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Peace Roadmap

Selling a Vision of Hope: A Refreshing Alternative to Armageddon

Look inside Nissim Dahan's book Selling a Vision of Hope with Google Books.

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Obama plans 250 more U.S. troops for Syria, boosting force to 300

U.S. President Obama gestures as he makes a speach during the opening ceremony of the Hannover Messe in Hanover
By Roberta Rampton and Arshad Mohammed HANOVER, Germany/WASHINGTON (Reuters) - President Barack Obama will announce on Monday he plans to send as many as 250 additional U.S. troops to Syria, a sharp increase in the American presence working with local Syrian forces fighting Islamic State militants, U.S. officials said. The deployment, which will increase U.S. forces in Syria to about 300, aims to accelerate recent gains against Islamic State and appears to reflect growing confidence in the ability of U.S.-backed forces inside Syria and Iraq to claw back territory from the hardline Sunni Islamist group.

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Vision of Hope
Archive >> April 2011
file under: vision of hoperevolutionpeace in the Middle East 27 Apr 2011 4:29 PM
The Means to an End Posted by Nissim Dahan
Every once in a while we come to believe that the ends justify the means. But most of the time we scramble to find the means to a given end. And if we don't find the right means, then the end we seek will not be found, no matter how justified it is.

 

There is no question in my mind that much of what is happening on the Arab street can be explained as the fervent wish of some very well-intentioned people to shake off the oppressive yoke of the past, and to open the door to a brighter future. The people on the street have found the courage to embrace such noble aspirations as freedom and democracy. And to that end, they have put life and limb on the line, in an effort to dismantle established and entrenched regimes, in favor of new leadership which will be more responsive to the needs and aspirations of the people.

 

And yet, as justified as these ends are, the means to these ends do matter, because the wrong means could very well spell a dead end to even the most justifiable ends. A revolution, almost by necessity, brings with it a period of instability and even chaos. After all, you can't very well bring change without disrupting the status quo. After a while, a certain measure of battle fatigue is bound to set in, and the revolutionary fervor of the man on the street can easily be overtaken by the political ambitions of political factions which are averse to freedom, which are authoritarian in nature, but which promise to restore some semblance of stability to the nation.

 

The revolution of 1979 in Iran is a case in point. The Shah of Iran lost favor in the eyes of the people, due in part to his repression of dissidents, even as he ushered in an era of gradual reform. His removal from power brought Shapour Bakhtiar into power, for only 36 days, supposedly with a public mandate to usher in democratic reforms. A period of instability ensued, only to bring to the fore another revolution, by which Ayatollah Khomeini took hold of power, and put in place a regime that was far more authoritarian than anything that preceded it.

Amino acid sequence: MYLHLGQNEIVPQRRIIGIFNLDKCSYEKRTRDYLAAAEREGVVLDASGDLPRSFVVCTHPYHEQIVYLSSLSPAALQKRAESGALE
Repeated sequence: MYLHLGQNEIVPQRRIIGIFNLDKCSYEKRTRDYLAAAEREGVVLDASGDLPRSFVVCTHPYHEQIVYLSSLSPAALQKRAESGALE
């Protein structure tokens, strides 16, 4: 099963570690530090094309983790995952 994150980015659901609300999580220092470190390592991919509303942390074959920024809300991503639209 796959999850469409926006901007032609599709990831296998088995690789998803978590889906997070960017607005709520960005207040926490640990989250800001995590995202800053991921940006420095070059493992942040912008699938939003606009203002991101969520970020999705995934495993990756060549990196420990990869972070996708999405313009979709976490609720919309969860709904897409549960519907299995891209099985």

It would be a travesty of justice for the people of the Middle East to have shed their blood, and to have invested their hope, only to be overtaken by the insidious agendas of ideological extremists. One way to avoid this, in my opinion, is for people to focus on goals which are realistic, which can be achieved more easily, which are not overly threatening to the powers that be, and which can help to bring about reform that coincides with the aspirations of the people. In short, the aims of the revolutions may have to take current realities into account. Even if a dictator is toppled, there are still those left behind whose agendas and ambitions must be taken into consideration.

 

I would focus on growing the economy, instituting economic reforms, and guaranteeing personal freedoms, as realistic means to achieving the greater ends of freedom and democracy. Economic growth and job creation may not resonate as dramatically as freedom and democracy. However, it could well be argued that business can be used to create a neutral pathway to freedom and democracy. A good paying job can go a long way to ease the burden of a hard life. But in addition, the same conditions which are needed to grow an economy are the same ones which will allow a viable democracy to take root and to flourish.

 

Once people across the Middle East are making money together, their lives will gain a good measure of dignity, and gradually, each person will become more humanized in the eyes of the other. Along with the empowerment that comes from personal economic well being, comes a natural inclination to demand and receive greater personal freedoms, and eventually, with the requisite institutions in place, will come a transition to democratic rule, not just in form, but in substance as well.